Venice is a unique city, and one on many a travellers’ wish list. It’s a place steeped in history and tradition, with an air of grandeur and romance. It is also a city that is actively decaying; with the waters rising, many buildings have had to abandon their ground floors all together. But even this only seems to add to the intrigue of the place, the sense that it’s slowly disappearing before our eyes draws travellers in their quest to fully explore it, while they still can.
Certain times of the year draw the crowds to Venice. In the summer, the warmer temperatures are a lure for many, whilst February brings with it Carnival, and a whole different type of traveller. During this time the streets and plazas are dotted with revellers in masks and elaborate costumes, many spending the entire day out, posing with tourists and locals alike. In the evenings there are balls across the city, allowing you to wine and dine and dance the night away, hidden behind your mask.
As for major sights, you’ll want to spend some time at the Piazza San Marco, with the St Mark’s Campanile and Basilica. Also a visit to the iconic Rialto Bridge and Bridge of Sighs is recommended, though both can get busy. A punt along the Grand Canal is often a bucket list moment for many, though you’ll only find tourists using the gondolas, locals will hop on a local vaporetti, also known as a waterbus. There are also the lagoon islands, including Murano, famed for its glass, and Burano, famed for its lace and colourful houses. Some of the islands have also been turned into upmarket resorts, such as the San Clemente Palace Hotel & Resort.
If you are looking to take back some souvenirs, the two islands of Murano and Burano and their famed wares are often very popular. There are also plenty of Venetian mask shops, some more expensive than others, that can provide visitors with another typically Venetian memento. Though, do bear in mind that few will be handcrafted in Venice, so if you’re looking for something special, you’ll need to head to Ca' Macana. Most of the main shopping areas will have a mixture of international high fashion boutiques along with some specialist Italian and Venetian shops. Not only can you buy the carnival masks, but also tiny gondolas, Murano glass jewellery and traditional Venetian clothing.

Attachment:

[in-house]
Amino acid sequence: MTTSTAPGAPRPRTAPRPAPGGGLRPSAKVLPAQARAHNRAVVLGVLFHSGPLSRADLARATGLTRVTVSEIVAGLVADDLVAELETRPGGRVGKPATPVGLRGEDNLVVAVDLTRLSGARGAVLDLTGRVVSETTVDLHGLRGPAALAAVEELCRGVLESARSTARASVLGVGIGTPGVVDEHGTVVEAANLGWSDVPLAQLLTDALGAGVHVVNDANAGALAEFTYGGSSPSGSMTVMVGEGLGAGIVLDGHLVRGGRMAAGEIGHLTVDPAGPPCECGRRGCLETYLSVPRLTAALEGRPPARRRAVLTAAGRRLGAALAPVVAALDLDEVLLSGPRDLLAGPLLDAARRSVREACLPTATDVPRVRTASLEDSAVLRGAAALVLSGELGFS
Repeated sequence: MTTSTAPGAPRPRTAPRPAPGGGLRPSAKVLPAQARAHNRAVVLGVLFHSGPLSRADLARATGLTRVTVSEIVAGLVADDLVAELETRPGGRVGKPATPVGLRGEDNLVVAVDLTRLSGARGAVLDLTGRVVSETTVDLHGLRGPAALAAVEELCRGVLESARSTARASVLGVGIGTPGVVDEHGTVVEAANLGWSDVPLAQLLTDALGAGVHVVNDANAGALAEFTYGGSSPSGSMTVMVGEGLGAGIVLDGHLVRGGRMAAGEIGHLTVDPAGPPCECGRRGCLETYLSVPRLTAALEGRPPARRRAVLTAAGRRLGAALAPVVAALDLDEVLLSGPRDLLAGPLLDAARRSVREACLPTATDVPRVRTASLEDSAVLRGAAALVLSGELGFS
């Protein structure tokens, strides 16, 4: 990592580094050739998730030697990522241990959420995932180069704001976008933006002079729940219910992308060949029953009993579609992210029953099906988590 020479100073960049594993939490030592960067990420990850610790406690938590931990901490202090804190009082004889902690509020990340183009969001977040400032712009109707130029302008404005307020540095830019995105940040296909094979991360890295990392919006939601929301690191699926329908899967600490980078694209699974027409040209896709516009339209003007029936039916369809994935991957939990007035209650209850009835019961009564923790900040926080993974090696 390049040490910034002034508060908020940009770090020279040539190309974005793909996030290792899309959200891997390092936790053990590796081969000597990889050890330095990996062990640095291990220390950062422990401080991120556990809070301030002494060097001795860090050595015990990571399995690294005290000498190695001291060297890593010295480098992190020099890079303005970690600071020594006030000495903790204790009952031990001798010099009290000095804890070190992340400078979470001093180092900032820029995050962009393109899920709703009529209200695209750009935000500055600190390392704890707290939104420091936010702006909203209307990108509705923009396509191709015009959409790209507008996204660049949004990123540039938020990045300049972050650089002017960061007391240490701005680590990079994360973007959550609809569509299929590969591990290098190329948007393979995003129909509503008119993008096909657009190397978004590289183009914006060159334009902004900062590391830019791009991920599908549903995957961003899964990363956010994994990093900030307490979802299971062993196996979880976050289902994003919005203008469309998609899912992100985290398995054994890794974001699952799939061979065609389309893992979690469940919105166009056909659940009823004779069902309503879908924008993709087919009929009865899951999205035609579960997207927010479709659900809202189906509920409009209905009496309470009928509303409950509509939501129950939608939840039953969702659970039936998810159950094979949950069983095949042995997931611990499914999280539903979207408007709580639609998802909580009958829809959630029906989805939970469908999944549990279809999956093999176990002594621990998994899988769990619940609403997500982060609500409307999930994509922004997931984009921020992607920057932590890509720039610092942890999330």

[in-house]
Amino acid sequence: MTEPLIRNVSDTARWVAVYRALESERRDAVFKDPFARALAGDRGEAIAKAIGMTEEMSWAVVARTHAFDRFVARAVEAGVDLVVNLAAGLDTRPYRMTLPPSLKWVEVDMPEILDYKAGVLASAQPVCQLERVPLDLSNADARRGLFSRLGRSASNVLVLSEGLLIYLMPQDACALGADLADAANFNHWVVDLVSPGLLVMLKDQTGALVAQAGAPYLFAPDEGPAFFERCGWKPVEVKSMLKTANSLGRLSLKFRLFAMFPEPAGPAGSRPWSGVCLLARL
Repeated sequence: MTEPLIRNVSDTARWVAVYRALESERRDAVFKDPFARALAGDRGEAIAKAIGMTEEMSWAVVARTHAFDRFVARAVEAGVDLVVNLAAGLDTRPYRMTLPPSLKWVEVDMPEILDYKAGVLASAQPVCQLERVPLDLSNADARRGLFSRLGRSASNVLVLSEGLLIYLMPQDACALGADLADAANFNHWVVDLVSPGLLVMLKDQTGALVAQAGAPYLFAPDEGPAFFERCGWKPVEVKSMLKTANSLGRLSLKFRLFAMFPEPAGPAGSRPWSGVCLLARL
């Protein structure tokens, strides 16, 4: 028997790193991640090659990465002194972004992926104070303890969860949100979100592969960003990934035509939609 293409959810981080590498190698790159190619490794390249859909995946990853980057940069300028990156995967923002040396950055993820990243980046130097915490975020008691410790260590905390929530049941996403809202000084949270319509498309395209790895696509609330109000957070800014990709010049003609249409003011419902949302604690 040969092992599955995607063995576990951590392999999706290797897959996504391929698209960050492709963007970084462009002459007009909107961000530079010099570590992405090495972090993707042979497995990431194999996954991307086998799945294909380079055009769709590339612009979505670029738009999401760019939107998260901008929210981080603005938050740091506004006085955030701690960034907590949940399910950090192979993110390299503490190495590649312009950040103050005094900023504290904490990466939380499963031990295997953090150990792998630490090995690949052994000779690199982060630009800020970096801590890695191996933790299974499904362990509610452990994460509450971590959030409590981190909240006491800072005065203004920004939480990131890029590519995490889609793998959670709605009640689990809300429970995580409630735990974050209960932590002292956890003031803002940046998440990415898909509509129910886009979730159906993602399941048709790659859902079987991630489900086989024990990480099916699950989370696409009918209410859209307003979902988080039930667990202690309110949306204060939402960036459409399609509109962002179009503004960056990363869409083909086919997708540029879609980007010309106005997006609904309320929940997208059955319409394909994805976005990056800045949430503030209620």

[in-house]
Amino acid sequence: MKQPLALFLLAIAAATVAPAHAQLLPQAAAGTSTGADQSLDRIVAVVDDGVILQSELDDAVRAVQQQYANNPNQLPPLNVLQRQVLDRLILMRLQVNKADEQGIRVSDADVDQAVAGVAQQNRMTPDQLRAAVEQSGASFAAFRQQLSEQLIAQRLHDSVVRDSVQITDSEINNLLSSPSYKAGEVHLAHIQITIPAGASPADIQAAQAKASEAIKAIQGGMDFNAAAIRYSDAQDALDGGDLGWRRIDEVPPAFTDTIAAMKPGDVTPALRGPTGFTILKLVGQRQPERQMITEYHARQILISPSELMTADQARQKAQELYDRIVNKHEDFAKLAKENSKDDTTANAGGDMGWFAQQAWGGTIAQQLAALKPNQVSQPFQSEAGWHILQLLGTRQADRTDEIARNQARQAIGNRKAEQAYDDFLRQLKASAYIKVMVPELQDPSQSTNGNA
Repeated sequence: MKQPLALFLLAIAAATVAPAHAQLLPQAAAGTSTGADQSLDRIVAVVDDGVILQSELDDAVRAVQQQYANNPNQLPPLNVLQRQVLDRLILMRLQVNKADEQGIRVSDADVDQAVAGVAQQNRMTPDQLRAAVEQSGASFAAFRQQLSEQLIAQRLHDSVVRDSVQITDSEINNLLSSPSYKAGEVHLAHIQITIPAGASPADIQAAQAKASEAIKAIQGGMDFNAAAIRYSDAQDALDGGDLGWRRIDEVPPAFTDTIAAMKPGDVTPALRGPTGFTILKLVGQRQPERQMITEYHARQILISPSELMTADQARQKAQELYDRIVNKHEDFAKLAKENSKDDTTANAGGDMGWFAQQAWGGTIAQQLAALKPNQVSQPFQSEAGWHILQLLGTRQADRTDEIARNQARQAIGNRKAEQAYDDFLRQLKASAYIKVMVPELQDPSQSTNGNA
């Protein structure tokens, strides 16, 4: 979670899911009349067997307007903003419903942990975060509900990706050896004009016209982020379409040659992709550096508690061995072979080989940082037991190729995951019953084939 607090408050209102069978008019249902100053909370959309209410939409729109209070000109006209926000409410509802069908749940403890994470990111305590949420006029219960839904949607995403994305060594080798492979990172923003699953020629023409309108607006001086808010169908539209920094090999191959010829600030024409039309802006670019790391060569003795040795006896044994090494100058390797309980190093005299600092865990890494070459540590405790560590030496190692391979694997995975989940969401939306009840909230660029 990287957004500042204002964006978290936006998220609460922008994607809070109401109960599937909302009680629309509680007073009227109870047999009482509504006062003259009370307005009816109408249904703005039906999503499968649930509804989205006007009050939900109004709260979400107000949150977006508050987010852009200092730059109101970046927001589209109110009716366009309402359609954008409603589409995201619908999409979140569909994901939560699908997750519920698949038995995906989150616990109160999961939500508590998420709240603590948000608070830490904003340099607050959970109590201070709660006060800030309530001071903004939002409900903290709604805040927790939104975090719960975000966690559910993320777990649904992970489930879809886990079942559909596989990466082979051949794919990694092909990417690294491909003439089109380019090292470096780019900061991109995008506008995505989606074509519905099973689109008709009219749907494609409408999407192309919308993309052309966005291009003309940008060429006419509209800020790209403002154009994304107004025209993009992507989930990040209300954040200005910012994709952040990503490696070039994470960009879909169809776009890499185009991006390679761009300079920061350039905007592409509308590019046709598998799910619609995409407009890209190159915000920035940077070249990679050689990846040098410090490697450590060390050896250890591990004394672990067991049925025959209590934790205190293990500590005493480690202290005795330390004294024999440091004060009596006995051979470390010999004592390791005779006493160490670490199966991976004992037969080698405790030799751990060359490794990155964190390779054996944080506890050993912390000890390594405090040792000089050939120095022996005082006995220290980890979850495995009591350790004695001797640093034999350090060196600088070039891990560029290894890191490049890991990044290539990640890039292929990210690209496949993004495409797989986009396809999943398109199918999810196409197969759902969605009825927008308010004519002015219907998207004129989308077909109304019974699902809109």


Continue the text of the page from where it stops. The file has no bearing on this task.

When it comes to eating out, try to avoid the places near the big sites, these are often on the overpriced side due to their location. Instead, try to find places that are popular with the locals, rather than the tourists. You’ll find plenty of seafood on the menu, often sourced from the lagoon, whilst pizza is also a popular choice. For something truly decadent, head to Alle Testiere, a seafood restaurant seating just 22 people, or Osteria di Santa Marina, an elegant restaurant offering a new take on classical Venetian dishes.
After seeing the sights, browsing the shops and enjoying great Italian cuisine, you’ll need somewhere to relax and get a good night’s sleep, ready to do it all again. Venice has a great selection of boutique hotels right in the heart of the city, as well as some larger resorts on the outskirts and islands. One of our favourite boutique stops is the Ca Maria Adele, which has five statement rooms all offering a classically gothic Venetian take on luxury. The slightly larger Aman Canal Grand Hotel offers 24 rooms, many of which have views out over the Grand Canal and offers an opulent setting from which the explore this beautiful city.